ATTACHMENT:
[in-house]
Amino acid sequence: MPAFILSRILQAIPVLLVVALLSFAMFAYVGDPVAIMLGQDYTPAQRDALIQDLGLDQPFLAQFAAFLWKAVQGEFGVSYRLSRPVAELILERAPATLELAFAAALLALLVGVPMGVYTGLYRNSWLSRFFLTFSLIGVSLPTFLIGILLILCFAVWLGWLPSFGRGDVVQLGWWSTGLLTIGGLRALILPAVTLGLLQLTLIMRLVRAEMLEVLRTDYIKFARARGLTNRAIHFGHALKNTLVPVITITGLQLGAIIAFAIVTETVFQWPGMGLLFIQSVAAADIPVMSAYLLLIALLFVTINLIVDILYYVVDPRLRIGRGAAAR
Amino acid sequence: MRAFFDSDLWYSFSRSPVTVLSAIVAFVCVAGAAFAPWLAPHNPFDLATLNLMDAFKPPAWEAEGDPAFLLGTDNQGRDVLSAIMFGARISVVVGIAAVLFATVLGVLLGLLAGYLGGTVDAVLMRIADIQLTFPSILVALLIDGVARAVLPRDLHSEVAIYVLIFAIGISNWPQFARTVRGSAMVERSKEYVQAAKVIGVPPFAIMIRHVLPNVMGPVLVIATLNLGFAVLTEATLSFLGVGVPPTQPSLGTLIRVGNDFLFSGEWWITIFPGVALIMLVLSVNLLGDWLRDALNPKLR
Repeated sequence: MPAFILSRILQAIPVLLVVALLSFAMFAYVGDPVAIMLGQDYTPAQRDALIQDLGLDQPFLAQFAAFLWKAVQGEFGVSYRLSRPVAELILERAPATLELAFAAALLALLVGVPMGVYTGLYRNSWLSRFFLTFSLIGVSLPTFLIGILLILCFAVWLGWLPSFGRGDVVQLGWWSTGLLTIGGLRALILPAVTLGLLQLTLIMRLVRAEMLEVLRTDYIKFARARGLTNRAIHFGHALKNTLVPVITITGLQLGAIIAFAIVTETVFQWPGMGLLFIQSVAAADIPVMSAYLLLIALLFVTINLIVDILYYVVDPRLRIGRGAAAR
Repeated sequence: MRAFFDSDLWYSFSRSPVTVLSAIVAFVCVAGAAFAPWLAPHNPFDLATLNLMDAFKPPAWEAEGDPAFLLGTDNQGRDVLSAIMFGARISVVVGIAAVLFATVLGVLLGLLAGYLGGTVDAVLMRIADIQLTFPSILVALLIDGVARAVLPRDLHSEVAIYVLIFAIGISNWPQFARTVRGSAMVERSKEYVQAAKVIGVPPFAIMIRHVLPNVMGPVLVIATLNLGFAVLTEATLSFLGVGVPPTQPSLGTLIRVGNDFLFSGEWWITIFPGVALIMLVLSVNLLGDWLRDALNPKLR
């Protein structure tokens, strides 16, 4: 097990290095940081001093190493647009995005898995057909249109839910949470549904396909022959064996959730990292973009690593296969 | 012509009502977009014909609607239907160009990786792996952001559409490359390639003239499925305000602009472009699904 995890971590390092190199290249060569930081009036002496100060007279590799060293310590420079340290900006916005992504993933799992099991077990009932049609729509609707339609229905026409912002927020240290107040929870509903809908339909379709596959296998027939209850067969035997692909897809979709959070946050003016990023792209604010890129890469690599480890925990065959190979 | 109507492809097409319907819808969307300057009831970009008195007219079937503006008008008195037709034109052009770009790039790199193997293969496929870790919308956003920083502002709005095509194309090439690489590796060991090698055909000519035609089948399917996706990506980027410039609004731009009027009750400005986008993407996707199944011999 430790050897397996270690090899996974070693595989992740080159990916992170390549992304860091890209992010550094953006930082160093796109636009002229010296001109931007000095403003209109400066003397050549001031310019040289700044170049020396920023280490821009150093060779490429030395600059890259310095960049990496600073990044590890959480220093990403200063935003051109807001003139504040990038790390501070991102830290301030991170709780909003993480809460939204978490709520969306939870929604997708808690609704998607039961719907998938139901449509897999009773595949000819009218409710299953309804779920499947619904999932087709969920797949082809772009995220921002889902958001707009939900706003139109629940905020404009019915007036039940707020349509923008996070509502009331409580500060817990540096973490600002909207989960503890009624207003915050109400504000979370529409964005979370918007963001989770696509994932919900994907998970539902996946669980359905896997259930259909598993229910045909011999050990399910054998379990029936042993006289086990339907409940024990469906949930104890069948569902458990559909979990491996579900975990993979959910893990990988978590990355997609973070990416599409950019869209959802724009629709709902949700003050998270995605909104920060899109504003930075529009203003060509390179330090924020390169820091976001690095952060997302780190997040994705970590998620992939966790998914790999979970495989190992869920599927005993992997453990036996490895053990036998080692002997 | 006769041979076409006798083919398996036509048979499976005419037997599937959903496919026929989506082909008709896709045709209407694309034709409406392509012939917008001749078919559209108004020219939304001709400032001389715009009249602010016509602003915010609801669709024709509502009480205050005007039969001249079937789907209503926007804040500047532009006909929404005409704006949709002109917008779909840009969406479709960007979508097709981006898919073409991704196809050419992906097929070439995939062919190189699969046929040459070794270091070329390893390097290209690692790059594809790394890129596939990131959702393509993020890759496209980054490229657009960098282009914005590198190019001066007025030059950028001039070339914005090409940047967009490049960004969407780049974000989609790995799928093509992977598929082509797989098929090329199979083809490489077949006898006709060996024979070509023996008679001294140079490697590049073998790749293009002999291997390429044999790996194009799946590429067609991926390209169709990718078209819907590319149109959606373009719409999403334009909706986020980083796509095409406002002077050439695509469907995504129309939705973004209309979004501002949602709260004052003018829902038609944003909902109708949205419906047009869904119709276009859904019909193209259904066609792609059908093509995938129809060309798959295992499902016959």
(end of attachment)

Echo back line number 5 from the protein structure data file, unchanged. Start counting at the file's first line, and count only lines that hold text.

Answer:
Repeated sequence: MRAFFDSDLWYSFSRSPVTVLSAIVAFVCVAGAAFAPWLAPHNPFDLATLNLMDAFKPPAWEAEGDPAFLLGTDNQGRDVLSAIMFGARISVVVGIAAVLFATVLGVLLGLLAGYLGGTVDAVLMRIADIQLTFPSILVALLIDGVARAVLPRDLHSEVAIYVLIFAIGISNWPQFARTVRGSAMVERSKEYVQAAKVIGVPPFAIMIRHVLPNVMGPVLVIATLNLGFAVLTEATLSFLGVGVPPTQPSLGTLIRVGNDFLFSGEWWITIFPGVALIMLVLSVNLLGDWLRDALNPKLR